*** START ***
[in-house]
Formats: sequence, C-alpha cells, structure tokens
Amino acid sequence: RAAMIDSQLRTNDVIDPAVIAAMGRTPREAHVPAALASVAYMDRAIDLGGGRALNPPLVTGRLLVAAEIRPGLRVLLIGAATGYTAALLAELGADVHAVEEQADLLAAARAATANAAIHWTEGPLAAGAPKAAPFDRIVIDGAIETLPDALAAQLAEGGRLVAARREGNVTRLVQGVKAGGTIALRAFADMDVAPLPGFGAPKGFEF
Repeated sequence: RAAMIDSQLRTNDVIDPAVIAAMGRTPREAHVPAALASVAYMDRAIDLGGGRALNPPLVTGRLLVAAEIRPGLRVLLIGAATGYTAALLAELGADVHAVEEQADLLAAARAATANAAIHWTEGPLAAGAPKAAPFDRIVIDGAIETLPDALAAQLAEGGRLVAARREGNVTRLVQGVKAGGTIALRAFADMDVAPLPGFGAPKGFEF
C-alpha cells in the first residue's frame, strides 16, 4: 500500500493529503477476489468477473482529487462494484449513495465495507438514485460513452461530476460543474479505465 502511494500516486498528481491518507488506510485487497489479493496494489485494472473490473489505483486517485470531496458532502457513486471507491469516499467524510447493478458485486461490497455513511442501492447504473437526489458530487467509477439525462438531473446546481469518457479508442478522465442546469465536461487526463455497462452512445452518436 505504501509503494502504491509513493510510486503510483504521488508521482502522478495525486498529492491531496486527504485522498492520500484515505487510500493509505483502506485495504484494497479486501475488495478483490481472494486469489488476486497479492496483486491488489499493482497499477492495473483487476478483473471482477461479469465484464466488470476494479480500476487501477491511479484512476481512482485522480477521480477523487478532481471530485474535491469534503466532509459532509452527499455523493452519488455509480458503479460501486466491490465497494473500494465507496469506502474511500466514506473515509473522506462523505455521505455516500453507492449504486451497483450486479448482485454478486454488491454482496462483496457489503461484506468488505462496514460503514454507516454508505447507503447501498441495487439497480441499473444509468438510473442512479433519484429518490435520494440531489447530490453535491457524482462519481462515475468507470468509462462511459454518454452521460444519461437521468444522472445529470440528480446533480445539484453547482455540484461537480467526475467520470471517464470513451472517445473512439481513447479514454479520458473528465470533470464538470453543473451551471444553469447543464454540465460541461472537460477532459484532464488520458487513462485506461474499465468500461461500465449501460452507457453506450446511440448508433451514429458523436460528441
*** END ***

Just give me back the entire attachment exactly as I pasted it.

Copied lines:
[in-house]
Formats: sequence, C-alpha cells, structure tokens
Amino acid sequence: RAAMIDSQLRTNDVIDPAVIAAMGRTPREAHVPAALASVAYMDRAIDLGGGRALNPPLVTGRLLVAAEIRPGLRVLLIGAATGYTAALLAELGADVHAVEEQADLLAAARAATANAAIHWTEGPLAAGAPKAAPFDRIVIDGAIETLPDALAAQLAEGGRLVAARREGNVTRLVQGVKAGGTIALRAFADMDVAPLPGFGAPKGFEF
Repeated sequence: RAAMIDSQLRTNDVIDPAVIAAMGRTPREAHVPAALASVAYMDRAIDLGGGRALNPPLVTGRLLVAAEIRPGLRVLLIGAATGYTAALLAELGADVHAVEEQADLLAAARAATANAAIHWTEGPLAAGAPKAAPFDRIVIDGAIETLPDALAAQLAEGGRLVAARREGNVTRLVQGVKAGGTIALRAFADMDVAPLPGFGAPKGFEF
C-alpha cells in the first residue's frame, strides 16, 4: 500500500493529503477476489468477473482529487462494484449513495465495507438514485460513452461530476460543474479505465 502511494500516486498528481491518507488506510485487497489479493496494489485494472473490473489505483486517485470531496458532502457513486471507491469516499467524510447493478458485486461490497455513511442501492447504473437526489458530487467509477439525462438531473446546481469518457479508442478522465442546469465536461487526463455497462452512445452518436 505504501509503494502504491509513493510510486503510483504521488508521482502522478495525486498529492491531496486527504485522498492520500484515505487510500493509505483502506485495504484494497479486501475488495478483490481472494486469489488476486497479492496483486491488489499493482497499477492495473483487476478483473471482477461479469465484464466488470476494479480500476487501477491511479484512476481512482485522480477521480477523487478532481471530485474535491469534503466532509459532509452527499455523493452519488455509480458503479460501486466491490465497494473500494465507496469506502474511500466514506473515509473522506462523505455521505455516500453507492449504486451497483450486479448482485454478486454488491454482496462483496457489503461484506468488505462496514460503514454507516454508505447507503447501498441495487439497480441499473444509468438510473442512479433519484429518490435520494440531489447530490453535491457524482462519481462515475468507470468509462462511459454518454452521460444519461437521468444522472445529470440528480446533480445539484453547482455540484461537480467526475467520470471517464470513451472517445473512439481513447479514454479520458473528465470533470464538470453543473451551471444553469447543464454540465460541461472537460477532459484532464488520458487513462485506461474499465468500461461500465449501460452507457453506450446511440448508433451514429458523436460528441